Experts say to look out for these Covid symptoms that aren’t on the official NHS list

The UK has begun to tighten its Covid-19 restrictions amid a surge in cases. As news travels of new strains of the virus, experts have warned that there are more symptoms that you should be aware of.

While the NHS only has three ‘official’ symptoms of Covid-19, there are a number of other symptoms that could also indicate that you might have the virus.

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What symptoms should I look out for?

The NHS states that these are the “main symptoms” you should be aware of:

  • A high temperature, which means you feel hot to touch on your chest or back
  • A new, continuous cough, which means coughing a lot for more than an hour, or three or more coughing episodes in 24 hours (if you usually have a cough, it may be worse than usual)
  • A loss or change to your sense of taste or smell, which means that you may have noticed that you cannot smell or taste anything, or things smell or taste differently to normal

However, these aren’t the only symptoms that can arise in Covid-19 patients.

Tim Spector, lead scientist on the ZOE COVID Symptom Study app, and Professor of Genetic Epidemiology at King’s College London, said, “People need to know all the symptoms and not just focus on the three ‘official’ symptoms that miss over 20 per cent of cases.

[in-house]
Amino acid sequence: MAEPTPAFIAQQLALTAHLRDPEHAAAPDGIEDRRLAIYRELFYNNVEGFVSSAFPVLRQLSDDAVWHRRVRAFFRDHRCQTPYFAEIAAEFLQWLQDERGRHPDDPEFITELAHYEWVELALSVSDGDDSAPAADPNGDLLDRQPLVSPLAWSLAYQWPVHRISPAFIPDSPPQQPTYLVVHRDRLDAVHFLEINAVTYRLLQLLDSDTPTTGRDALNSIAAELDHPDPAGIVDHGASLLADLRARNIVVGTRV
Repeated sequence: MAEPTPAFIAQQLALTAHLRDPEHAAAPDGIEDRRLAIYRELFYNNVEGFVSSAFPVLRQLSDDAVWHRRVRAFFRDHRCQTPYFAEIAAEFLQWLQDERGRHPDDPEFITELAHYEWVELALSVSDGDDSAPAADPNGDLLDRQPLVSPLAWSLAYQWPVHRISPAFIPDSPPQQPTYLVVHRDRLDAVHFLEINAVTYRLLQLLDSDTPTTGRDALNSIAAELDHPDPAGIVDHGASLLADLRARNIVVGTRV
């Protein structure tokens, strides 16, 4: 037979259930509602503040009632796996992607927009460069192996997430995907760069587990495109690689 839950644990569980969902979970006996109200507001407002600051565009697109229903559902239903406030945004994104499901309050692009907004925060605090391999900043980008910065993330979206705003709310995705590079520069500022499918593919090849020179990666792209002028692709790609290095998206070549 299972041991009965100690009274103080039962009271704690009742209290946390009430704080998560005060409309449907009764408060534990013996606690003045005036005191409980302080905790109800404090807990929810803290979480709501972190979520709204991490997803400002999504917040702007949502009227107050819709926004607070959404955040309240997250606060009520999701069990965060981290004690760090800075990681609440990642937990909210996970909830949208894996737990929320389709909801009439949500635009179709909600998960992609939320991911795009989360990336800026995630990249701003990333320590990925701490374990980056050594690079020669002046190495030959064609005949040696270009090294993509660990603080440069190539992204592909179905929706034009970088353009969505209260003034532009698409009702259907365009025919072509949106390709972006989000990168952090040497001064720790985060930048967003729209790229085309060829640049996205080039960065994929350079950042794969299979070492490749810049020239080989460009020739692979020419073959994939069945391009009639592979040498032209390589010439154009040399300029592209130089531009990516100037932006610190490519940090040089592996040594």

“Headache, fatigue, diarrhoea, muscle pain, skipping meals and confusion are just some of the other symptoms associated with Covid-19.

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“If anyone is suffering from any of these over the coming weeks, stay at home, self isolate and get a test.”

‘Cases in the UK rapidly rising’

According to the ZOE COVID Symptom Study UK Infection Survey, daily new cases of Covid-19 in the UK are now “surging.”

There are currently 38,710 daily new symptomatic cases of Covid-19 in the UK on average over the past two weeks, up to 18 December, excluding care homes.

Spector said, “Cases in the UK are still rising rapidly with an R value of 1.3 doubling roughly every week.

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“This new virus strain is being blamed for the recent surge in London and the South East, but while it is definitely becoming the dominant strain in new infections, there’s still no hard evidence yet to support that it is acting differently.

“It’s possible that these rapid changes would have happened anyway, just as they have done in Wales which has four times the national rate.

“Whichever strain is causing the recent increases, we are still a mess and need to limit the number of cases, especially in the elderly to help the NHS.”

The study figures are based on around one million weekly reporters and the proportion of newly symptomatic users who have positive swab tests.